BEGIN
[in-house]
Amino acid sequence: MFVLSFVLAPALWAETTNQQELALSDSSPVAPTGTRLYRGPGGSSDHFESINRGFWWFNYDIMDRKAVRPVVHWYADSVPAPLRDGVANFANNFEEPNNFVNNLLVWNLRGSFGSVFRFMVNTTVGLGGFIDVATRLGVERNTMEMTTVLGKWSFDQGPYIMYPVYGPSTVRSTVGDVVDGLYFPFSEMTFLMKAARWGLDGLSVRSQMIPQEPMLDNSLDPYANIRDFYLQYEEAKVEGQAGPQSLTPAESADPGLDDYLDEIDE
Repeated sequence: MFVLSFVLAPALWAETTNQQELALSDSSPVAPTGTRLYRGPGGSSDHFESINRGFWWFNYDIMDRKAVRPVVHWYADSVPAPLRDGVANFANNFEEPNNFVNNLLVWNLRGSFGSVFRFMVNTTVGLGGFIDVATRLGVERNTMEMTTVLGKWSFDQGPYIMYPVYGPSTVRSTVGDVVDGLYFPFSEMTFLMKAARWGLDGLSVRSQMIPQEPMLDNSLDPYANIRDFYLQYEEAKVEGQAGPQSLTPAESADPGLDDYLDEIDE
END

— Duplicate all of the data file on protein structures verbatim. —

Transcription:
[in-house]
Amino acid sequence: MFVLSFVLAPALWAETTNQQELALSDSSPVAPTGTRLYRGPGGSSDHFESINRGFWWFNYDIMDRKAVRPVVHWYADSVPAPLRDGVANFANNFEEPNNFVNNLLVWNLRGSFGSVFRFMVNTTVGLGGFIDVATRLGVERNTMEMTTVLGKWSFDQGPYIMYPVYGPSTVRSTVGDVVDGLYFPFSEMTFLMKAARWGLDGLSVRSQMIPQEPMLDNSLDPYANIRDFYLQYEEAKVEGQAGPQSLTPAESADPGLDDYLDEIDE
Repeated sequence: MFVLSFVLAPALWAETTNQQELALSDSSPVAPTGTRLYRGPGGSSDHFESINRGFWWFNYDIMDRKAVRPVVHWYADSVPAPLRDGVANFANNFEEPNNFVNNLLVWNLRGSFGSVFRFMVNTTVGLGGFIDVATRLGVERNTMEMTTVLGKWSFDQGPYIMYPVYGPSTVRSTVGDVVDGLYFPFSEMTFLMKAARWGLDGLSVRSQMIPQEPMLDNSLDPYANIRDFYLQYEEAKVEGQAGPQSLTPAESADPGLDDYLDEIDE